Westmont Magazine She's Positively Optimistic
Political Science Major Perseveres Despite a Life-Threatening Illness
Her smile is contagious. Her mood is infectious. It’s no surprise that she often walks around campus singing.
“I love people. I really enjoy laughing. It’s a play hard, work hard type of thing,” Geriece Jenkins says.
It’s difficult to believe that the junior political science major suffers from a life-threatening disease.
She was diagnosed with cystic fibrosis (CF) when she was three months old. The genetic disease causes mucus to build up and clog some of the organs in the body, particularly the lungs and pancreas. Fifty years ago, children with CF were not expected to live past the first grade. Now the median age of survival has climbed to about 37 years, according to the Cystic Fibrosis Foundation.
Geriece has suffered minimal complications from CF and has attacked the disease with her positive attitude.
“My mom always said, ‘You are who you are, and you can do whatever you want to do. You just happen to have CF. If you have to take extra medicine to be able to do whatever you do, that’s fine. Whatever we have to do, we’ll do.’”
The Whittier, Calif., native says she was never part of a CF support group and went to Christian camps rather than camps for CF kids.
“It shaped my attitude toward CF,” she says. “It’s there, but it’s not going to limit what I do.”
Nothing on campus has slowed Geriece down. She’s been a resident assistant for two years and took over directing the gospel choir when it looked like the group was dissolving. She has won academic merit scholarships and diversity awards for her work with the choir and for introducing cultural awareness programs to the residence halls.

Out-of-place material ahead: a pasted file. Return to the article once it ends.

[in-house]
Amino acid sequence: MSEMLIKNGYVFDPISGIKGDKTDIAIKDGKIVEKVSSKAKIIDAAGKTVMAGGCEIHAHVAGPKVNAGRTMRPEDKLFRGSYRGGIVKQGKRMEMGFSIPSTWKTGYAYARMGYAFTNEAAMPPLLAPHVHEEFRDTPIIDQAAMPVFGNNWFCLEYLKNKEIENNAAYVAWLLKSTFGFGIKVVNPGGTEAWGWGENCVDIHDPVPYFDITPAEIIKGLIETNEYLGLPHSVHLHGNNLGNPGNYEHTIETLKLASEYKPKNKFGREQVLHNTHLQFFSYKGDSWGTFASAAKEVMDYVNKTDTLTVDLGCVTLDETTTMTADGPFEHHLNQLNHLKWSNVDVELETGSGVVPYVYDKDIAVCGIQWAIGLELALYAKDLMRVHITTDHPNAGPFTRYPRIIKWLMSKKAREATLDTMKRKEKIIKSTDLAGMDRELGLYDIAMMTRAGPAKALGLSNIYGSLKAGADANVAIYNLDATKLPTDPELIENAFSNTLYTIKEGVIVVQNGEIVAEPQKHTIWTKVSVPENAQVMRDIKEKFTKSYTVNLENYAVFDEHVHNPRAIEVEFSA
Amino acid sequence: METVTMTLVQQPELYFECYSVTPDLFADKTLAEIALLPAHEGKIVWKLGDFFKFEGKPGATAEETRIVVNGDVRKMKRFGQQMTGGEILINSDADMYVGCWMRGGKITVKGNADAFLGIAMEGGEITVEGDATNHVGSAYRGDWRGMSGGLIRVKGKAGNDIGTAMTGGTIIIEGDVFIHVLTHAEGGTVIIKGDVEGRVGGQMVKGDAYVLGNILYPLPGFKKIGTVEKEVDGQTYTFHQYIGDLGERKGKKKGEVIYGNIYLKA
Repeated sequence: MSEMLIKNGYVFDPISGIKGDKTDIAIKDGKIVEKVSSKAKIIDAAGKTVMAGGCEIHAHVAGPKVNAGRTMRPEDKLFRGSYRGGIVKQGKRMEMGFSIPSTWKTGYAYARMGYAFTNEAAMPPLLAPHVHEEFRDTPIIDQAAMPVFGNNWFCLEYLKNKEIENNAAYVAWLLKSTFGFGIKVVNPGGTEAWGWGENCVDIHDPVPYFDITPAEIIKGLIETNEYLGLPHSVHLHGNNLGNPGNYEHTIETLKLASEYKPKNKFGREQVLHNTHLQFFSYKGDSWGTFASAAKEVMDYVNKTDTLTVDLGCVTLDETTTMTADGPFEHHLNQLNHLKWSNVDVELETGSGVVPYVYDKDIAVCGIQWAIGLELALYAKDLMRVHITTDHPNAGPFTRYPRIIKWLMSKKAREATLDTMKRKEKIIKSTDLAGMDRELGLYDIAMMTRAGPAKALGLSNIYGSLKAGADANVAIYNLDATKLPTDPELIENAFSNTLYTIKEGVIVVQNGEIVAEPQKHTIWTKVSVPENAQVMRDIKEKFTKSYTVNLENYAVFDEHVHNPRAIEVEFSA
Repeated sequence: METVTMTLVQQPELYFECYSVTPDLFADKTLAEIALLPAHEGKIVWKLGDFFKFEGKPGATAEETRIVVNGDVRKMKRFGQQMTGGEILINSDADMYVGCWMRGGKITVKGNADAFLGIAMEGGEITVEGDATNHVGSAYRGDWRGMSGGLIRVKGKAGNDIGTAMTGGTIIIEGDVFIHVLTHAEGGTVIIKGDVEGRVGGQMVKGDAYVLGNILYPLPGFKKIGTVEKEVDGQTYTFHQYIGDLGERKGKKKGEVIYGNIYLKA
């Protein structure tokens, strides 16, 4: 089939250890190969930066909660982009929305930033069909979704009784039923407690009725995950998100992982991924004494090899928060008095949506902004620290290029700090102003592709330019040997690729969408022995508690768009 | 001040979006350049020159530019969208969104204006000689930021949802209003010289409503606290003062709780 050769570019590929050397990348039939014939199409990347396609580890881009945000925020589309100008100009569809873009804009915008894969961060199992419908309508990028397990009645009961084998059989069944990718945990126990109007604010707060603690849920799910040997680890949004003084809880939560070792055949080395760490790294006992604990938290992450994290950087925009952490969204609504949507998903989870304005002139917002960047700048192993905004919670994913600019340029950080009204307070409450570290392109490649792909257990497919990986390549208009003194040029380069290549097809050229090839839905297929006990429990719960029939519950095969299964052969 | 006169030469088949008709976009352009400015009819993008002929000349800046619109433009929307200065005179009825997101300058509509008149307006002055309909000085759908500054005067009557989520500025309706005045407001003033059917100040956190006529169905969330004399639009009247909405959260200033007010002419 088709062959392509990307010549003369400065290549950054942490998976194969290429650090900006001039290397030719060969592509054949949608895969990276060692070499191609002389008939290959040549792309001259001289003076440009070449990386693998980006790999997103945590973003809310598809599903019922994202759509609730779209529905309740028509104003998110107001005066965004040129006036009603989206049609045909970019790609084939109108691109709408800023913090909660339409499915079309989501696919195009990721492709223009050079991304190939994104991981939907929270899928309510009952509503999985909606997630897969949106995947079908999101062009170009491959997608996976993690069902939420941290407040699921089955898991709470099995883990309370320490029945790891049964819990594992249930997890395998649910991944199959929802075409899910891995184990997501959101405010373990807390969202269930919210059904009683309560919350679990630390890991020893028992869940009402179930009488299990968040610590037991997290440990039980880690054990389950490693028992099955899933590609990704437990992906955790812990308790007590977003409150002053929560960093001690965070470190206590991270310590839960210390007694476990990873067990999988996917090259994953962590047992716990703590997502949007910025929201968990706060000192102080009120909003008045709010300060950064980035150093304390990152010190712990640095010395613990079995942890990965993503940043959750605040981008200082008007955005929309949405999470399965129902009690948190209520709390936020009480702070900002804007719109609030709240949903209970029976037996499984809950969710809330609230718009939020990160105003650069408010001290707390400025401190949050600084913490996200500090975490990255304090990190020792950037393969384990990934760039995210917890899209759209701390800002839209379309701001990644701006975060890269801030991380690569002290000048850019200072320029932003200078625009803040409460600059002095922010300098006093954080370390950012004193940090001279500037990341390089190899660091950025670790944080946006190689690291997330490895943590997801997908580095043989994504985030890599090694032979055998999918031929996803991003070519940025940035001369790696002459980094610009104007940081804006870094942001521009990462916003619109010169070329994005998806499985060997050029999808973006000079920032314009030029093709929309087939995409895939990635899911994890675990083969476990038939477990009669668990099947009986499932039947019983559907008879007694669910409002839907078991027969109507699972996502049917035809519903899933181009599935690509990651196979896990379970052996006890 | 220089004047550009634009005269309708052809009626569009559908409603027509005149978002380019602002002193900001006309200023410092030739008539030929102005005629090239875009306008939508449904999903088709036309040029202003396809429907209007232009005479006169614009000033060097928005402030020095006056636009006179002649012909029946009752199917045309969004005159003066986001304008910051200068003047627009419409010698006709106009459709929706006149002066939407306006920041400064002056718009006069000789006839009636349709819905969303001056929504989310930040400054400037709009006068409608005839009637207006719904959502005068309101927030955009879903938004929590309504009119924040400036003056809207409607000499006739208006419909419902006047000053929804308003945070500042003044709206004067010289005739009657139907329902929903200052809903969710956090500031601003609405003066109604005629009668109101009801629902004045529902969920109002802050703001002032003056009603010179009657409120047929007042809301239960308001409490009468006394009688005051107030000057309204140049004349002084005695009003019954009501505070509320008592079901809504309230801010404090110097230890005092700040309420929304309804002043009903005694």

“She’s simply a remarkable person,” says Elena Yee, director of intercultural programs. “She is hard working, resilient and has a positive attitude. Students really appreciate her for her wisdom and sense of humor. She has dealt with challenging issues in her life yet has persevered.”
Geriece almost didn’t come to Westmont. Both her parents worked at Biola University, and she was accepted to Stanford University.
“But through a series of events that still don’t make sense to me, God very clearly said, ‘Westmont,’” she says. “I’d be a very different person if I hadn’t come to Westmont. You can’t foresee the things that are going to happen in life. The community here was very necessary for me to continue walking in my faith.”
Geriece hopes to continue her education in medical school or to pursue a master’s degree in public health. After college, she would like to develop health care systems in developing countries.
“I wanted to be a doctor for a long time because I was always in hospitals and dealing with doctors,” she says. “Now I’m not sure. It started the passion but I’m not sure I want to be a doctor.
“I’m just going to do something and see where God takes it. He is very faithful to redirect and stop. ‘No wait. You got ahead of me. Come back.’ I’m not really worried about it.”